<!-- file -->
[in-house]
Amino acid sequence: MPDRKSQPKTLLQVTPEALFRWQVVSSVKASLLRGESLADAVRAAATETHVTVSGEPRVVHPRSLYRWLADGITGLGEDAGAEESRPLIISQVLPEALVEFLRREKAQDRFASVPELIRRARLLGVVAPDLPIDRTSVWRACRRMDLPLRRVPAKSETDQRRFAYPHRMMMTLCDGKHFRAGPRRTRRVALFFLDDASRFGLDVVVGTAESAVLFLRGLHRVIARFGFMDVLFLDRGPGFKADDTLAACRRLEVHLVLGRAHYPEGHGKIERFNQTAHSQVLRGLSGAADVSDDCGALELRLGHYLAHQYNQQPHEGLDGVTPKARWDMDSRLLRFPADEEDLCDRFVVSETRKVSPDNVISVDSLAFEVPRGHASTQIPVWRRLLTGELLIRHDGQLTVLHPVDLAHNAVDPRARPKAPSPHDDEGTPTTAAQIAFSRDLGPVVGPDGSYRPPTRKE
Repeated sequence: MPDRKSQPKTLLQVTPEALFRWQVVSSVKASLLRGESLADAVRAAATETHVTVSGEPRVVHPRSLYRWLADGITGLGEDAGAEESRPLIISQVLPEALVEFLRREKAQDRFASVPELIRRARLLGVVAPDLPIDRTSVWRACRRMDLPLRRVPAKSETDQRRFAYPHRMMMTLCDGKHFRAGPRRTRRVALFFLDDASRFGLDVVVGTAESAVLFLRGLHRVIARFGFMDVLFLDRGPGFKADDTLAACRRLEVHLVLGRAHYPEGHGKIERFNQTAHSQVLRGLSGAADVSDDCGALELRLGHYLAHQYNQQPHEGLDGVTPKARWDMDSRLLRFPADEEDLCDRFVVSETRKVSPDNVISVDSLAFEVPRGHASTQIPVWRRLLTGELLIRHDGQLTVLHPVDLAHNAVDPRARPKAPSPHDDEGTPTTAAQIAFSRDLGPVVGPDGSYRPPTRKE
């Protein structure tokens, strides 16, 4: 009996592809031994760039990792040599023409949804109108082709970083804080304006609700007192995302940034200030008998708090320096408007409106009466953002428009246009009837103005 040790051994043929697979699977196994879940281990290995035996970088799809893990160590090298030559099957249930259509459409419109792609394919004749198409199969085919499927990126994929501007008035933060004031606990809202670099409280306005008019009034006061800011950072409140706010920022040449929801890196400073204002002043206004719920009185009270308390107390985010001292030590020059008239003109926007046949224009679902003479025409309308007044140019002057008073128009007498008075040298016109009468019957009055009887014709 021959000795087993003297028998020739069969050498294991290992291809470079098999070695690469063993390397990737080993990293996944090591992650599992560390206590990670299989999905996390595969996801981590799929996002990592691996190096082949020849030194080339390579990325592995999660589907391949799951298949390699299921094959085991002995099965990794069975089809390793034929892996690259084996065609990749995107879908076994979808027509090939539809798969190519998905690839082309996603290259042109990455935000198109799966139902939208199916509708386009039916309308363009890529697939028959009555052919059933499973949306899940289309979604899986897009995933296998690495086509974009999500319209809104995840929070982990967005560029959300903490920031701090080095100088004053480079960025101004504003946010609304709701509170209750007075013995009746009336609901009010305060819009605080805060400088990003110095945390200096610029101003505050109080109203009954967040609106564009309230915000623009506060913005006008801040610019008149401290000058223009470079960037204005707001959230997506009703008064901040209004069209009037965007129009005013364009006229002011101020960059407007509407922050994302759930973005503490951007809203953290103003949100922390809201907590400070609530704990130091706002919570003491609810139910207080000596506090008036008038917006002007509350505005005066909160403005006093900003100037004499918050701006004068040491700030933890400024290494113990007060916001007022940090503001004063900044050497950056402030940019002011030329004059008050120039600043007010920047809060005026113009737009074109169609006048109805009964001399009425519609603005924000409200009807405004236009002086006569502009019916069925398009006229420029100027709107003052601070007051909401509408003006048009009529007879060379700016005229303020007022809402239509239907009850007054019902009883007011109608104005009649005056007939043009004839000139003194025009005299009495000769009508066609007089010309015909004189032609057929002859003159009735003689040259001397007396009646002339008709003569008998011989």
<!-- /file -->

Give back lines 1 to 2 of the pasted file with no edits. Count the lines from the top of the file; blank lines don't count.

[in-house]
Amino acid sequence: MPDRKSQPKTLLQVTPEALFRWQVVSSVKASLLRGESLADAVRAAATETHVTVSGEPRVVHPRSLYRWLADGITGLGEDAGAEESRPLIISQVLPEALVEFLRREKAQDRFASVPELIRRARLLGVVAPDLPIDRTSVWRACRRMDLPLRRVPAKSETDQRRFAYPHRMMMTLCDGKHFRAGPRRTRRVALFFLDDASRFGLDVVVGTAESAVLFLRGLHRVIARFGFMDVLFLDRGPGFKADDTLAACRRLEVHLVLGRAHYPEGHGKIERFNQTAHSQVLRGLSGAADVSDDCGALELRLGHYLAHQYNQQPHEGLDGVTPKARWDMDSRLLRFPADEEDLCDRFVVSETRKVSPDNVISVDSLAFEVPRGHASTQIPVWRRLLTGELLIRHDGQLTVLHPVDLAHNAVDPRARPKAPSPHDDEGTPTTAAQIAFSRDLGPVVGPDGSYRPPTRKE